A group of soldiers led by a young Major were on tier way to the post in a High Altitude mountainous terrain where they were to be deployed for the next three months.
The batch who would be relieved waited anxiously. It was a cold winter morning and intermittent snowfall made the treacherous climb more difficult. If someone could only offer a cup of piping hot tea, the Major thought, knowing it was a futile wish. They continued for another hour before they came across a dilapidated structure, which looked like a tea shop but locked. It was getting late.
“No tea boys, bad luck” said the Major to his team. But he suggested all take some rest there as they had been walking for three hours.
“Sir, this is a tea shop and we can make tea. We will have to break the lock”, suggested one of the soldiers. The officer was in a dilemma to the unethical suggestion but the thought of a steaming cup of tea for the tired soldiers made him to give them permission.
They were in luck, the place had everything needed to make tea and also a packet of biscuits. The soldiers had tea and biscuits and were ready for the remaining journey. The Major thought, they had broken open lock and had tea and biscuits without the permission of the owner. They’re not a band of thieves but disciplined soldiers. Instinctively, he took out a Rs 1,000/ note from his wallet, placed it on the counter, pressed under the sugar container, so that the owner can see. The officer felt relieved of his guilt. He ordered to shut the door and proceed.
Three months passed, and they continued to do gallantly in their work and were lucky not to lose anyone from the group in the intense terrorist infested area. It was time to be replaced by the next team.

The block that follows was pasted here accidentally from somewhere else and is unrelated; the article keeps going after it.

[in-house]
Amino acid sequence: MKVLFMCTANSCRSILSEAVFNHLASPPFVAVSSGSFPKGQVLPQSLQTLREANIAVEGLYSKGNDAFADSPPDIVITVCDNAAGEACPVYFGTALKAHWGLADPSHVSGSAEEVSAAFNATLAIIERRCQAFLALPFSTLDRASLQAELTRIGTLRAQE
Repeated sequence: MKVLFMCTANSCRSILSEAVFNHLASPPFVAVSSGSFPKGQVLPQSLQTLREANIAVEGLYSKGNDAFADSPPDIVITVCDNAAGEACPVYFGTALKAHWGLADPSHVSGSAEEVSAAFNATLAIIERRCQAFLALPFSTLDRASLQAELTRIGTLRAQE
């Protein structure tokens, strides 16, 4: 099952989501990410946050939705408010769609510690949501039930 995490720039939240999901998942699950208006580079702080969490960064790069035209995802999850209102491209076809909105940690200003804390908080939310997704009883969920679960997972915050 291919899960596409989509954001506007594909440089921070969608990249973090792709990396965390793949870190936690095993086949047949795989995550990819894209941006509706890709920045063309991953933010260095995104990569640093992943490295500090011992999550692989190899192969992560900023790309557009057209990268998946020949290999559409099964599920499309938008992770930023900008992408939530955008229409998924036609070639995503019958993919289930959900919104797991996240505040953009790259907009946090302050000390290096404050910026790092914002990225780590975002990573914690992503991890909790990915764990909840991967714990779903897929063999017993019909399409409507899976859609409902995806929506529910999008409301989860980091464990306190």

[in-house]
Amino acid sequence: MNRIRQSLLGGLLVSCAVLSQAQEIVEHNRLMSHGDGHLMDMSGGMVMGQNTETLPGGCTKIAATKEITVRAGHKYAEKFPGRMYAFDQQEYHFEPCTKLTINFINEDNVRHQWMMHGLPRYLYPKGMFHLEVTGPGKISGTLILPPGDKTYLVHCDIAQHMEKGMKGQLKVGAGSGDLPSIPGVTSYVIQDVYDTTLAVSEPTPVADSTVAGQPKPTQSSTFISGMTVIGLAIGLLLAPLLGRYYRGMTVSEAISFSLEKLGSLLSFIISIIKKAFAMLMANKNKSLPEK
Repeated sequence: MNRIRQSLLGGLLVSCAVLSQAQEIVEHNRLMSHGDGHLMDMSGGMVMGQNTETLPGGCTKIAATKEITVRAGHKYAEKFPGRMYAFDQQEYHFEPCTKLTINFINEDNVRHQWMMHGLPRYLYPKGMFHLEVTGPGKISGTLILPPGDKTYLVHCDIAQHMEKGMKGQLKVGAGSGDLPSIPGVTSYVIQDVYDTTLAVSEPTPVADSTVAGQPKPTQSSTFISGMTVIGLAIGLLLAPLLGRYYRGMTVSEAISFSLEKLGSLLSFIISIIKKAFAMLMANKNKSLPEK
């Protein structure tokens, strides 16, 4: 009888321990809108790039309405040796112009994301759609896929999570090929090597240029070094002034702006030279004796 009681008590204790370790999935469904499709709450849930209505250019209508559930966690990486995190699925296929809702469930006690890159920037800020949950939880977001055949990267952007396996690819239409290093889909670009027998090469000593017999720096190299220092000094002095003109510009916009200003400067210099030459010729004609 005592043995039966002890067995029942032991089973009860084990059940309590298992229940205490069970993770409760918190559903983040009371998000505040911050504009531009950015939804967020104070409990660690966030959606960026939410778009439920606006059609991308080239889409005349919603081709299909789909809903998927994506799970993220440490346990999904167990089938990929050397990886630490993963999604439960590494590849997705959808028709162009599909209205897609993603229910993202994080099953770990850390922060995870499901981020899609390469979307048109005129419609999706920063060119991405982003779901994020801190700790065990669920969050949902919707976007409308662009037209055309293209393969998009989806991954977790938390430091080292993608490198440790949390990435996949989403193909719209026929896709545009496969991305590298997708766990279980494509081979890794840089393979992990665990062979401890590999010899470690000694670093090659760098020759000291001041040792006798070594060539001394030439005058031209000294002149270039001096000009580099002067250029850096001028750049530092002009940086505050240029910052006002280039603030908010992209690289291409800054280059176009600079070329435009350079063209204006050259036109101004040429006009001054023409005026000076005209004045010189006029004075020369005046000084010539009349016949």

Soon, they were on their way back and stopped at the same tea shop which was open and the owner was present in the shop. The owner, an old man with meager resources was very happy to greet fifteen customers. All of them had tea and biscuits. They talked to the old man about his life and experience specially selling tea at such a remote place. The old man had stories galore, replete with faith in God.
“Oh, Baba, if God is there, why should He keep you in such poverty?” commented one of the soldiers.
“Do not say like that, Sahib! God is actually there. I got proof. Three months ago, I was going through very tough times. My only son was beaten up by terrorists who wanted some information from him which he did not have. I had closed my shop to take my son to the hospital. Some medicines were to be bought and I had no money. No one would give me any money for fear of the terrorists. There was no hope, Sahib!”.
“And that day I prayed to God for help. And Sahib, God walked into my shop that day. For when I returned to my shop, I found the lock broken, I felt I was finished. I lost whatever little I had. But then I saw that God had left Rs 1,000/ under the sugar pot. I can’t tell you Sahib what that money was worth that day.”
“God exists, Sahib. He does”. The faith in the old man’s eyes were unflinching. Fifteen pairs of eyes met the eyes of the Major and read the order in his eyes, very clear and unambiguous, “Keep Quiet”. The Major got up and paid the bill. He hugged the old man and said, “Yes Baba, I know God does exist”. The fifteen pair of eyes did not miss to notice the moist eyes of their Officer, a rare sight.
(This is a true story of Kupwara Sector, J&K)